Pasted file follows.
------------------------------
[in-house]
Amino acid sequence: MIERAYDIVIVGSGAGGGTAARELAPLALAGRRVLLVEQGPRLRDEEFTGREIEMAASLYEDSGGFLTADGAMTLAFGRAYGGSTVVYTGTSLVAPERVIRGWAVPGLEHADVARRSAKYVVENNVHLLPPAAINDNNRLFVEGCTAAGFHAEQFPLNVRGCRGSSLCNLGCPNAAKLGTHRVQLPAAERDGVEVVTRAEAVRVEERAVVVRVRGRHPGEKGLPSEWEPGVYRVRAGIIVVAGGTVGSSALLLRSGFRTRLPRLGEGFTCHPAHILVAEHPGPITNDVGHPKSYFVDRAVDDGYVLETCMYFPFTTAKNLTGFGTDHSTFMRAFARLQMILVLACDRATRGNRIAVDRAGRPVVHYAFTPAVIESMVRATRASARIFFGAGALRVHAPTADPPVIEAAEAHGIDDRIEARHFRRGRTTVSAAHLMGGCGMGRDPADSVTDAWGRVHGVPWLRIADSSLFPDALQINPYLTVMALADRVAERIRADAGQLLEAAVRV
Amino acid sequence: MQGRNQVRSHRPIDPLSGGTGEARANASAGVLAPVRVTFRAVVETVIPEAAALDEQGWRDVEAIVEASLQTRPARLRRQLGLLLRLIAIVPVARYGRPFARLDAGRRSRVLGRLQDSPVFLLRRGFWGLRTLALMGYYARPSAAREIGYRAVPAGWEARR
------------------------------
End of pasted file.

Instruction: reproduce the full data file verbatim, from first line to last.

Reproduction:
[in-house]
Amino acid sequence: MIERAYDIVIVGSGAGGGTAARELAPLALAGRRVLLVEQGPRLRDEEFTGREIEMAASLYEDSGGFLTADGAMTLAFGRAYGGSTVVYTGTSLVAPERVIRGWAVPGLEHADVARRSAKYVVENNVHLLPPAAINDNNRLFVEGCTAAGFHAEQFPLNVRGCRGSSLCNLGCPNAAKLGTHRVQLPAAERDGVEVVTRAEAVRVEERAVVVRVRGRHPGEKGLPSEWEPGVYRVRAGIIVVAGGTVGSSALLLRSGFRTRLPRLGEGFTCHPAHILVAEHPGPITNDVGHPKSYFVDRAVDDGYVLETCMYFPFTTAKNLTGFGTDHSTFMRAFARLQMILVLACDRATRGNRIAVDRAGRPVVHYAFTPAVIESMVRATRASARIFFGAGALRVHAPTADPPVIEAAEAHGIDDRIEARHFRRGRTTVSAAHLMGGCGMGRDPADSVTDAWGRVHGVPWLRIADSSLFPDALQINPYLTVMALADRVAERIRADAGQLLEAAVRV
Amino acid sequence: MQGRNQVRSHRPIDPLSGGTGEARANASAGVLAPVRVTFRAVVETVIPEAAALDEQGWRDVEAIVEASLQTRPARLRRQLGLLLRLIAIVPVARYGRPFARLDAGRRSRVLGRLQDSPVFLLRRGFWGLRTLALMGYYARPSAAREIGYRAVPAGWEARR